No categories
     
    My bibliography  
     
    Export citation  
  41. A. D. Galinsky, K. A. Liljenquist, L. J. Kray & N. R. Roese (2005). Finding Meaning From Mutability: Making Sense and Deriving Meaning From Counterfactual Thinking. In David R. Mandel, Denis J. Hilton & Patrizia Catellani (eds.), The Psychology of Counterfactual Thinking. Routledge.score: 78.0
    No categories
     
    My bibliography  
     
    Export citation  
  42. Jeppe Sinding Jensen (2008). On How Making Differences Makes a Difference. In Jonathan Z. Smith, Willi Braun & Russell T. McCutcheon (eds.), Introducing Religion: Essays in Honor of Jonathan Z. Smith. Equinox Pub..score: 76.0
    No categories
     
    My bibliography  
     
    Export citation  
  43. Thomas A. Regelski (2005). Music and Music Education: Theory and Praxis for 'Making a Difference'. Educational Philosophy and Theory 37 (1):7–27.score: 72.0
    Direct download (11 more)  
     
    My bibliography  
     
    Export citation  
  44. Peter Lipton (1993). Making a Difference. Philosophica 51.score: 72.0
    An effect is typically explained by citing a cause, but not any cause will do. The oxygen and the spark were both causes of the fire, but normally only the spark explains it. What then distinguishes explanatory from unexplanatory causes? One might attempt to characterise this distinction in terms of intrinsic features of the causes. For example, some causes are changes while others are standing conditions, and one might claim that only the changes explain. Both the spark and the oxygen (...)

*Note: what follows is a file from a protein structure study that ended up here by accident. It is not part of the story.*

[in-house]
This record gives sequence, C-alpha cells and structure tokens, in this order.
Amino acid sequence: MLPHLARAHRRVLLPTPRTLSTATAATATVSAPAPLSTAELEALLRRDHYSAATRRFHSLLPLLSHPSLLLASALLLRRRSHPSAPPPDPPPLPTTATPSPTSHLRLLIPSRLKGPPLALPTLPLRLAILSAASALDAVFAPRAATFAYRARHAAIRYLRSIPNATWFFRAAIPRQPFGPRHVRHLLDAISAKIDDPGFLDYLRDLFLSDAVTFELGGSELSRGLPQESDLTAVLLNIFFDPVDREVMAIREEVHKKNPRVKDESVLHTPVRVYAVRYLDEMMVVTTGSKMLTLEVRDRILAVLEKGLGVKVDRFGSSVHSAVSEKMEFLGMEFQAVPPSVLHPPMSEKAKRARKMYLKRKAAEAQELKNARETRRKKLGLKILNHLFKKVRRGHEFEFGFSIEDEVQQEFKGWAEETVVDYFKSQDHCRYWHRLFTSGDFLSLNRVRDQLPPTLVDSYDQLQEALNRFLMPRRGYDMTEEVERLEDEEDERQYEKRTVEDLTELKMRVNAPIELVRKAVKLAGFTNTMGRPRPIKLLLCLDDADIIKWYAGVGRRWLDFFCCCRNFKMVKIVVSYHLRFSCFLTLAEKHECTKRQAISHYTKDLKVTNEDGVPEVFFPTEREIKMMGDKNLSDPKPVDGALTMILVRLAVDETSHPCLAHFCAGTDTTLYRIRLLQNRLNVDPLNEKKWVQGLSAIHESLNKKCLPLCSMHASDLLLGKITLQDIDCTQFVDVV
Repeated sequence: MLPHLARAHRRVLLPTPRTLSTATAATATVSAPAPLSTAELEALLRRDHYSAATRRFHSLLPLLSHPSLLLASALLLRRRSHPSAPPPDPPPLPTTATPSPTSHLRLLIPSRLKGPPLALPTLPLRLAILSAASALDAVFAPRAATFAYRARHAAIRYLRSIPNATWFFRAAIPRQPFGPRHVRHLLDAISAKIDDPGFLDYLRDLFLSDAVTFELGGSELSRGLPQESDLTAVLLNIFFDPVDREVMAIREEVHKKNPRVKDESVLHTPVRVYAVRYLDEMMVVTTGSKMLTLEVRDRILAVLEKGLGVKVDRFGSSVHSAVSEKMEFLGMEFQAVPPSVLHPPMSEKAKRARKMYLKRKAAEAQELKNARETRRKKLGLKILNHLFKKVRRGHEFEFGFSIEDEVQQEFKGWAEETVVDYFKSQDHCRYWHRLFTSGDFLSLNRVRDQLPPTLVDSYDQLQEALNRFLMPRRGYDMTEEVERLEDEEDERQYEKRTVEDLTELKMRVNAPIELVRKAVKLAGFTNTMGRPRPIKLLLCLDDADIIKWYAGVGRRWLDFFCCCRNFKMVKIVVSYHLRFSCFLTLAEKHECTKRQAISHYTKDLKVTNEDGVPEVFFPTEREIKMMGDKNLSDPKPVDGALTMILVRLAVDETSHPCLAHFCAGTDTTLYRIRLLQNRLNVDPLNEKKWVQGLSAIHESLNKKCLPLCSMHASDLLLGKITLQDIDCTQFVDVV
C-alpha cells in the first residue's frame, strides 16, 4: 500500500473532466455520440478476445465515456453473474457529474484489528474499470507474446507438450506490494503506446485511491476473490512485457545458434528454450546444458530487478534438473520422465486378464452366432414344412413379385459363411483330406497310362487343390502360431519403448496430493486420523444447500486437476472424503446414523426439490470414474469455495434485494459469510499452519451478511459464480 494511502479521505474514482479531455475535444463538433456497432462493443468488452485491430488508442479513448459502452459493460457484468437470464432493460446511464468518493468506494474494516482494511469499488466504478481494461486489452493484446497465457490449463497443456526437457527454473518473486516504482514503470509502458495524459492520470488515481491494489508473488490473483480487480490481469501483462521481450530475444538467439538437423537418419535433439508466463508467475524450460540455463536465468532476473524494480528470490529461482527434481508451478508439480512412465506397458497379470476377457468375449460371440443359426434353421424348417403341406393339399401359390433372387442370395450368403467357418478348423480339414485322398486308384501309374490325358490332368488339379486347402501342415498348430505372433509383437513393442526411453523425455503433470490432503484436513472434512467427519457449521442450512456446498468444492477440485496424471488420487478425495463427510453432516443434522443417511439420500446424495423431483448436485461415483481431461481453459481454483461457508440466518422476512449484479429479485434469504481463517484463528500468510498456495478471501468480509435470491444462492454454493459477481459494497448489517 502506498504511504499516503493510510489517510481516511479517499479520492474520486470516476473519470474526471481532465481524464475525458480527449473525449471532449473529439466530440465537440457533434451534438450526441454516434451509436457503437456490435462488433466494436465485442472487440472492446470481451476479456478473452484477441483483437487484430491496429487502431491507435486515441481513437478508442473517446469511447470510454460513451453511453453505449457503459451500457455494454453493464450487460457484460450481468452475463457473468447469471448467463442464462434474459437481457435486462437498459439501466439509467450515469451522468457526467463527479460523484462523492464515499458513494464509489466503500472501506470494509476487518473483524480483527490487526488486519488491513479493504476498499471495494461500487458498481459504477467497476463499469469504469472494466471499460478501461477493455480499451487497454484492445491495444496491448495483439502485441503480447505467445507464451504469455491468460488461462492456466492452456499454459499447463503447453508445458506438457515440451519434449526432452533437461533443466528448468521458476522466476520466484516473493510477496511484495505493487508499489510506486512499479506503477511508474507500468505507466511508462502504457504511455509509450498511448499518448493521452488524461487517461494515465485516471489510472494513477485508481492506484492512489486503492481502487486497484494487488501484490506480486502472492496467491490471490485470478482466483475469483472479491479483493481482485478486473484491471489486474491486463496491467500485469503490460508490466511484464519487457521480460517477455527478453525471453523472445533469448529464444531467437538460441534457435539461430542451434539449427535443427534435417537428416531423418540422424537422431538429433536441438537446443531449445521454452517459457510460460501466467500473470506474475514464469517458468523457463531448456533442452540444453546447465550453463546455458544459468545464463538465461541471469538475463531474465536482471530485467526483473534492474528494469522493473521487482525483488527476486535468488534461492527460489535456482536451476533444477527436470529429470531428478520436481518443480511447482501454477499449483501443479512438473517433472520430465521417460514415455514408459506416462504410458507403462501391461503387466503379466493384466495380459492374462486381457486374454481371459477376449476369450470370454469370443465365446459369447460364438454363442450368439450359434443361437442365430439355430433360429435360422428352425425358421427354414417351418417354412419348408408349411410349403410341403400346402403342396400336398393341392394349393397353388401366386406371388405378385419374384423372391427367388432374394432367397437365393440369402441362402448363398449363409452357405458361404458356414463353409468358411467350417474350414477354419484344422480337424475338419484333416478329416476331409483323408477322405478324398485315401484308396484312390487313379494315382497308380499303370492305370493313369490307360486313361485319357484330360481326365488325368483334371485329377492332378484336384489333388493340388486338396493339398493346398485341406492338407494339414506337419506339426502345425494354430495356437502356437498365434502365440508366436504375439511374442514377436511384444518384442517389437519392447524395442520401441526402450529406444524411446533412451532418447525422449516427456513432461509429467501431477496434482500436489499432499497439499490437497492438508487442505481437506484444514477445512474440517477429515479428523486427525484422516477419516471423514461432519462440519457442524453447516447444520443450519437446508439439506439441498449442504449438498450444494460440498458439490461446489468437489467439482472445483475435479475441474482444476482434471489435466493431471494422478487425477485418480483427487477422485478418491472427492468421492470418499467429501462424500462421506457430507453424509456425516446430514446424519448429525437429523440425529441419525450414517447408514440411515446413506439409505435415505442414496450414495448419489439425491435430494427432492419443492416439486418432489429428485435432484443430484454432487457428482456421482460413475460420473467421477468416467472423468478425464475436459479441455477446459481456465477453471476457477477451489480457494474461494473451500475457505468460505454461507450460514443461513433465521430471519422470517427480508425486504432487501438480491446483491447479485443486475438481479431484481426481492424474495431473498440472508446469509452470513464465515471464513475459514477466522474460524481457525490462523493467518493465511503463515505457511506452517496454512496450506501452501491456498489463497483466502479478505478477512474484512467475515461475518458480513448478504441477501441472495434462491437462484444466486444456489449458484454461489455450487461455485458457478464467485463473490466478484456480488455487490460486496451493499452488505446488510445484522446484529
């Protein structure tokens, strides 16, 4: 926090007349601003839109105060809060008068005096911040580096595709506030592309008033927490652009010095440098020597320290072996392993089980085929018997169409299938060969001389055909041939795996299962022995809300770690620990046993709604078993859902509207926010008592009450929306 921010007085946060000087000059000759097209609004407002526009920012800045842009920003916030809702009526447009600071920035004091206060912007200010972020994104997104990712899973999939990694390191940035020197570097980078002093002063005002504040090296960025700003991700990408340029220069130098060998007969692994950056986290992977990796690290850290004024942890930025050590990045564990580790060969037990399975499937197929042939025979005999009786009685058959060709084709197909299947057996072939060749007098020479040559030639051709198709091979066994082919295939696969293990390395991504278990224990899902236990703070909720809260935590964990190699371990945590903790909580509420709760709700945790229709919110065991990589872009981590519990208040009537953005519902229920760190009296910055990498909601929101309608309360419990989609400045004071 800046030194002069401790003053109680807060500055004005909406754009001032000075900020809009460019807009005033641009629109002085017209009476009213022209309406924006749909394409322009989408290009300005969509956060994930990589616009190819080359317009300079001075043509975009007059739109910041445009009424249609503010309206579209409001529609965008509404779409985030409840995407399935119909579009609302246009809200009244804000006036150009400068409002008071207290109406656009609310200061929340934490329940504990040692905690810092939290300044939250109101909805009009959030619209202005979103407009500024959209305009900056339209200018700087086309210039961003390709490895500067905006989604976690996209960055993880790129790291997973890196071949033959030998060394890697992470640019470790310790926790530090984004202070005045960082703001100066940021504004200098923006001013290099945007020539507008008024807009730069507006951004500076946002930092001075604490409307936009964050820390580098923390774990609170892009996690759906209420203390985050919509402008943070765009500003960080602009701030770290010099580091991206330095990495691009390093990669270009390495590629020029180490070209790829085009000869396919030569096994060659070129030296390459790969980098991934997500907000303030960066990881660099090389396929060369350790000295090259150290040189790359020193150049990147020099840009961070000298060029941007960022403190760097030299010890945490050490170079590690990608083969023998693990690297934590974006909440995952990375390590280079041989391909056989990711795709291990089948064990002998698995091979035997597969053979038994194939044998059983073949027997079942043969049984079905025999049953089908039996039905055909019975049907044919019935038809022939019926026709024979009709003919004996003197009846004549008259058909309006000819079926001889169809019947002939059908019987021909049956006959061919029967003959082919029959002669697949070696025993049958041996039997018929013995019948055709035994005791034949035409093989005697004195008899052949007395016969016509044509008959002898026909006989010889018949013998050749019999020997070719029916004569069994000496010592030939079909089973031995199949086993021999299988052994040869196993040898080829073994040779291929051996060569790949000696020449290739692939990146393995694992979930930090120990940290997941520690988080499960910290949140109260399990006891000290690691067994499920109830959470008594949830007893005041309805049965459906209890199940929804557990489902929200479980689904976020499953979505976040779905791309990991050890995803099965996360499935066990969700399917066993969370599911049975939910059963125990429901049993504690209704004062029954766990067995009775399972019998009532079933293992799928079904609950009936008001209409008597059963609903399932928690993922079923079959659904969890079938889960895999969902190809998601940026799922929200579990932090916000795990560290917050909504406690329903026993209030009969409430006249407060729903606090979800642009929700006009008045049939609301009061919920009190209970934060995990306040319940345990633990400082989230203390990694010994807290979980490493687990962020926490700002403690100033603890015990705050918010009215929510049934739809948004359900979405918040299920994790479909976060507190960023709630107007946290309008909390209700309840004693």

No categories
    Direct download (2 more)  
     
    My bibliography  
     
    Export citation  
  45. C. Delany (2008). Making a Difference: Incorporating Theories of Autonomy Into Models of Informed Consent. Journal of Medical Ethics 34 (9):e3-e3.score: 72.0
  46. Steven Dellaportas (2006). Making a Difference with a Discrete Course on Accounting Ethics. Journal of Business Ethics 65 (4):391 - 404.score: 72.0
    Calls for the expansion of ethics education in the business and accounting curricula have resulted in a variety of interventions including additional material on ethical cases, the code of conduct, and the development of new courses devoted to ethical development [Lampe, J.: 1996]. The issue of whether ethics should be taught has been addressed by many authors [see for example: Hanson, K. O.: 1987; Huss, H. F. and D. M. Patterson: 1993; Jones, T. M.: 1988–1989; Kerr, D. S. and L. (...)
    Direct download (6 more)  
     
    My bibliography  
     
    Export citation  
  47. William B. Starr, On Making Counterfactual Assumptions: Veltman (2005) and Beyond.score: 72.0
    (1) a. Invariably, if it is raining, Jones wears his hat b. If it is not raining, Jones wears his hat at random c. Today, it is raining and so Jones is wearing his hat d. But, even if it had not been raining, Jones would have been wearing his hat..
    No categories
    Translate to English
    |
     
    My bibliography  
     
    Export citation  
  48. Sarah Schwarzkopf, Leonhard Schilbach, Kai Vogeley & Bert Timmermans (2014). “Making It Explicit” Makes a Difference: Evidence for a Dissociation of Spontaneous and Intentional Level 1 Perspective Taking in High-Functioning Autism. Cognition 131 (3):345-354.score: 72.0
    Direct download (2 more)  
     
    My bibliography  
     
    Export citation  
  49. Timothy D. Amos (2013). Embodying Difference: The Making of Burakumin in Modern Japan. Philosophy East and West 63 (2).score: 72.0
    Direct download  
     
    My bibliography  
     
    Export citation  
  50. Malcolm Coulthard (2011). Making a Difference: Critical Linguistic Analysis in a Legal Context. Pragmatics and Society 2 (2):171-186.score: 72.0
    No categories
    Direct download (3 more)  
     
    My bibliography  
     
    Export citation  
1 — 50 / 1000